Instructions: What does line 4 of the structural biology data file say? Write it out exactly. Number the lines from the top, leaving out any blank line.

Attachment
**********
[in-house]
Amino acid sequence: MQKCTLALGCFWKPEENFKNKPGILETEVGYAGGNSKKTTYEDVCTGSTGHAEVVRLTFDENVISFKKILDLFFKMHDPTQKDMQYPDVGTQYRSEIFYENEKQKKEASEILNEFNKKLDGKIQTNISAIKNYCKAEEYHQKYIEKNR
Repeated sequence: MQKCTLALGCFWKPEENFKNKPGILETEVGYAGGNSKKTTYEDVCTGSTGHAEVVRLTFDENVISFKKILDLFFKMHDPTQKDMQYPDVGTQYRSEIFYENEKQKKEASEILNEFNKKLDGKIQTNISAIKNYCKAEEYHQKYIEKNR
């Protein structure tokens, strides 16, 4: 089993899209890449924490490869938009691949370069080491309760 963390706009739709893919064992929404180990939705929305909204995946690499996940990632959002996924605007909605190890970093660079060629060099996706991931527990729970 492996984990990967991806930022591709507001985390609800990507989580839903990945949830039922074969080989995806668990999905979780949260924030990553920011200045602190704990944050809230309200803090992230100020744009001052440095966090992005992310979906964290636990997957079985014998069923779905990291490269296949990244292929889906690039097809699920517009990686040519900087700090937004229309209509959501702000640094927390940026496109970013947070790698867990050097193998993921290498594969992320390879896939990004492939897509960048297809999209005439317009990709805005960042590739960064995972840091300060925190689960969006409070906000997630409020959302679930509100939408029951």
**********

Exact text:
């Protein structure tokens, strides 16, 4: 089993899209890449924490490869938009691949370069080491309760 963390706009739709893919064992929404180990939705929305909204995946690499996940990632959002996924605007909605190890970093660079060629060099996706991931527990729970 492996984990990967991806930022591709507001985390609800990507989580839903990945949830039922074969080989995806668990999905979780949260924030990553920011200045602190704990944050809230309200803090992230100020744009001052440095966090992005992310979906964290636990997957079985014998069923779905990291490269296949990244292929889906690039097809699920517009990686040519900087700090937004229309209509959501702000640094927390940026496109970013947070790698867990050097193998993921290498594969992320390879896939990004492939897509960048297809999209005439317009990709805005960042590739960064995972840091300060925190689960969006409070906000997630409020959302679930509100939408029951």